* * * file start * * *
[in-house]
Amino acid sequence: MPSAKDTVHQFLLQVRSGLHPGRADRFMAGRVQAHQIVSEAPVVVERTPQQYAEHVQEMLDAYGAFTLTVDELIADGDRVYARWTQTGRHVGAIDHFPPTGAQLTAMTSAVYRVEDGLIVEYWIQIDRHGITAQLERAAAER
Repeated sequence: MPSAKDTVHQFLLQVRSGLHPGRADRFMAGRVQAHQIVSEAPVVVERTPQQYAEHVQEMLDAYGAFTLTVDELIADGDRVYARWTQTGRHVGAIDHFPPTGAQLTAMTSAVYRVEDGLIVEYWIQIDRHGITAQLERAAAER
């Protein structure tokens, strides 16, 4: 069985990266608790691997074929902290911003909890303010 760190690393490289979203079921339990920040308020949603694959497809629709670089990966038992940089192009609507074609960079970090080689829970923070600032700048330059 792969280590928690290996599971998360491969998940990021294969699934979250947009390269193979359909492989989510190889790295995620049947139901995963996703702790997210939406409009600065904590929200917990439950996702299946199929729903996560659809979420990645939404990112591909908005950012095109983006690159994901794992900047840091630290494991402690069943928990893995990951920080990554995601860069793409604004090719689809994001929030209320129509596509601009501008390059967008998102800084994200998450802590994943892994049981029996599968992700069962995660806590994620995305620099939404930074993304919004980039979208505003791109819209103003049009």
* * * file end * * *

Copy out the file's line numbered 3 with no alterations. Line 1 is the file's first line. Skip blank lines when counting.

Repeated sequence: MPSAKDTVHQFLLQVRSGLHPGRADRFMAGRVQAHQIVSEAPVVVERTPQQYAEHVQEMLDAYGAFTLTVDELIADGDRVYARWTQTGRHVGAIDHFPPTGAQLTAMTSAVYRVEDGLIVEYWIQIDRHGITAQLERAAAER